NEW WINDSOR – Parker Smith likes to sit in the rocking chair on his porch and watch rainstorms pass over the Carroll County valley his family has farmed, mostly undisturbed, for seven generations. What he dislikes are the repercussions of where the rain ends up.
From 1998 until January of this year, Smith adamantly refused to participate in a Maryland Department of Agriculture program intended to reduce the amount of excess nutrients – specifically nitrogen and phosphorous – that drains into the Chesapeake Bay from his and others farms in the state.
“Farming is a very individual, private and proud business,” Smith said, as he prepared his tractor and equipment to plant corn on some of the 1000 acres he farms. “How much fertilizer I put on my fields has always been my business.”
But now, state officials have begun pressuring resistant farmers like Smith to file their nutrient management plans with the Department of Agriculture, warning them that they could be hauled into court and fined.
Smith finally relented in January when he was told he could eventually be fined up to $10,000 a day if he continued to operate his farm without a filing a plan.
“I can’t afford that kind of fine,” he said. “I want to keep farming and I want my sons to be able to farm.” In snubbing the program, which requires farmers to tell the state how much fertilizer they plan to put on each field and how they dispose of excess animal manure, Smith had plenty of company.
As of February 28, over one-third of the 8,259 Maryland farms required by law to file nutrient management plans with the state had yet to do so, according to Department of Agriculture records.
To bring more farms into compliance, the nutrient management program began to ramp up its enforcement efforts last July, according Douglas Scott, the assistant secretary of the Department of Agriculture’s Office of Resource Conservation.
Scott said state officials have been contacting recalcitrant farmers to convince them to file a plan. Those who continue to refuse after they receive warning letters can eventually be subject to fines. Scott said that as of mid-March the program had charged only two farmers with breaking the law and that neither of them had yet paid a fine.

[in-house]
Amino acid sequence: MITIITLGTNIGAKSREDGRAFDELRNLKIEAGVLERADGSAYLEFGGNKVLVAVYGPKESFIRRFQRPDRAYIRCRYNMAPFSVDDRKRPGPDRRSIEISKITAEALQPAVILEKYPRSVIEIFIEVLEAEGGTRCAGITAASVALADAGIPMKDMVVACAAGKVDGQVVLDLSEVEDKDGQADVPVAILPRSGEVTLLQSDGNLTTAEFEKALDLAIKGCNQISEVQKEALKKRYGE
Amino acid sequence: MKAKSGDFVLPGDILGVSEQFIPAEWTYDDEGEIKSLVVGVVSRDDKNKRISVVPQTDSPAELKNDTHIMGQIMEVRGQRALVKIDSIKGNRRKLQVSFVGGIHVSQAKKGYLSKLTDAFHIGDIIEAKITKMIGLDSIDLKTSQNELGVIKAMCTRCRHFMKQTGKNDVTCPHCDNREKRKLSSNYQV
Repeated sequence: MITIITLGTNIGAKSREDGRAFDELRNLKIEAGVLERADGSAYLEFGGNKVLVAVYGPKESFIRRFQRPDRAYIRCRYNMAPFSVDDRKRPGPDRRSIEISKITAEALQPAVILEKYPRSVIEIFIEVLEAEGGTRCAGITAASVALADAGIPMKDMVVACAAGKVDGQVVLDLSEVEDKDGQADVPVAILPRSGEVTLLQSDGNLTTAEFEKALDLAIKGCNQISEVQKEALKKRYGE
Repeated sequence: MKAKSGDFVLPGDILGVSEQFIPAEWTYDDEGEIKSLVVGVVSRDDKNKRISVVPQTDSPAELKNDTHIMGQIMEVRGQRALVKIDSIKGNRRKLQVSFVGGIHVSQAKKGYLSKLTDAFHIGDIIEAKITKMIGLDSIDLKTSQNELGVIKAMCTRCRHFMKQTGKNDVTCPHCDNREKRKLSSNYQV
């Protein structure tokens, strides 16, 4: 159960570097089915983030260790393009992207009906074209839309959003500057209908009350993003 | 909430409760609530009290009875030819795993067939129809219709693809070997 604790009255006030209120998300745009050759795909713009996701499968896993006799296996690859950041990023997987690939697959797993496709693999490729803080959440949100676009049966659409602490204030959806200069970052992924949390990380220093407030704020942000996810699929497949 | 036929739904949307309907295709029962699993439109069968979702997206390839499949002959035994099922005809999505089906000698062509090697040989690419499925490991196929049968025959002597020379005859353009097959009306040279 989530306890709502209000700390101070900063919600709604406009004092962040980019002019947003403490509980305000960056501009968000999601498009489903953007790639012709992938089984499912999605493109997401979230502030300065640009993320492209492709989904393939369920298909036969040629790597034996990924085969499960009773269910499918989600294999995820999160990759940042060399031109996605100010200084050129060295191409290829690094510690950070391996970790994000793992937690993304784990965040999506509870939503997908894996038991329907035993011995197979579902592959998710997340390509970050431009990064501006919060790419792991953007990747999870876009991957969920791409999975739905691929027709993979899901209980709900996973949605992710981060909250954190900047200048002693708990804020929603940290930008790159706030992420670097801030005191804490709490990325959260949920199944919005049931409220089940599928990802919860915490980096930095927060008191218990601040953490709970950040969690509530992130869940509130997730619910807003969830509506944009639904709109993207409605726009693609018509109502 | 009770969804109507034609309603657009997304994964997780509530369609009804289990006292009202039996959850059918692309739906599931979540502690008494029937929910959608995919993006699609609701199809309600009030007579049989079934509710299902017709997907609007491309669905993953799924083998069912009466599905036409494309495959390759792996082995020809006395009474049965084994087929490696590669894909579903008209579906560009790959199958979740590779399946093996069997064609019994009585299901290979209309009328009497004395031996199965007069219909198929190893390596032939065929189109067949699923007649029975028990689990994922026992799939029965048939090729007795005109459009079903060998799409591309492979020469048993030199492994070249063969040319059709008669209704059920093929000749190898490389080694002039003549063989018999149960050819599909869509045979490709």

“I know the law was passed in 1998 and this is 2006, but we are still in the infancy of our enforcement efforts,” he said in an interview at his office in Annapolis. “We operate with a fairly thin staff…about ten people trying to regulate 8,259 operations.”
Scott, who raised grain and chickens in Dorchester County for 25 years before going to work for the department, also said state officials were trying to avoid rekindling the outrage that spread through the farming community when the law was first passed. The law stemmed from a 1997 toxic outbreak of the microorganism Pfiesteria piscicida in a Bay tributary, which was blamed on phosphorous run-off from farms.
Scott said that farmers were reluctant to share details about how they apply fertilizers, because doing so was “kind of like Coca-Cola giving their recipe away.”
Parker Smith said he was insulted when the government decided to make the program mandatory.
He said that prior to 1998 he participated in the voluntary nutrient management program, but decided he would rather pay a fine than submit to what he saw as an overbearing attempt to tell farmers how to farm.
“If they had stayed educational it would have been much better accepted,” he said. “I doubt that it has increased education for what the cost was.”
Thomas Simpson, a University of Maryland expert on the relationship between policy and science in efforts to restore the Chesapeake Bay, said Maryland’s attempt to manage nutrient runoff from farms was the first of its kind. Pioneering the program and dealing with the fallout from the farm community was bound to be a slow process, he said.
“It didn’t taste very good once we got to doing it,” he said. “Nobody had the stomach to make good people, who are already struggling, do something they didn’t want to do.”
But he also said agricultural runoff needs to be “drastically” reduced, through improved nutrient-management practices and new technologies, if the bay is to recover.
The Chesapeake Bay Program, a multi-state and federal partnership to restore the bay, estimates that about 40 percent of excess nutrients in the bay come from agricultural runoff. Once a farm implements a management plan, its nutrient runoff tends to drop by about 24 percent, the Bay Program estimates.
Simpson said nutrient levels at the mouths of rivers flowing into the bay have improved some in recent decades, but that there has been little improvement further out in the bay.
“We don’t really know how much change resulted due to the nutrient management plans,” he said. “The weakness is that we don’t really know if the plans are actually implemented or changing farming practices.”
Simpson also warned, however, that farms are not the only source of harmful nutrients in the bay watershed. He said the loss of farmland to urban development also threatens the bay, since the car exhaust, sewage and storm water runoff all contain nutrients.
Maryland has lost about 6 percent – or 140,000 acres – of its farmland since 1998, according to U.S. Department of Agriculture estimates. “Farms managed environmentally clearly produce less nutrients than developed areas,” Simpson said. “If we did all the things we know how to do, farms would be much better than developments.”